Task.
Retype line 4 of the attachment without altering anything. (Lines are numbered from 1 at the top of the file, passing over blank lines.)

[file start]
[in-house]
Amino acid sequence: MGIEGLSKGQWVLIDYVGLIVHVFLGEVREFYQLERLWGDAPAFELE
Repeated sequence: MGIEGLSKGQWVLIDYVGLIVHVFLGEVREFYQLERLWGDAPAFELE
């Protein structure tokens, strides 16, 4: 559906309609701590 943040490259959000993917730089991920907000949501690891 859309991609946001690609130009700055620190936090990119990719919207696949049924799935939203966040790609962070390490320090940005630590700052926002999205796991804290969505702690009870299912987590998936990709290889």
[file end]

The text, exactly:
């Protein structure tokens, strides 16, 4: 559906309609701590 943040490259959000993917730089991920907000949501690891 859309991609946001690609130009700055620190936090990119990719919207696949049924799935939203966040790609962070390490320090940005630590700052926002999205796991804290969505702690009870299912987590998936990709290889």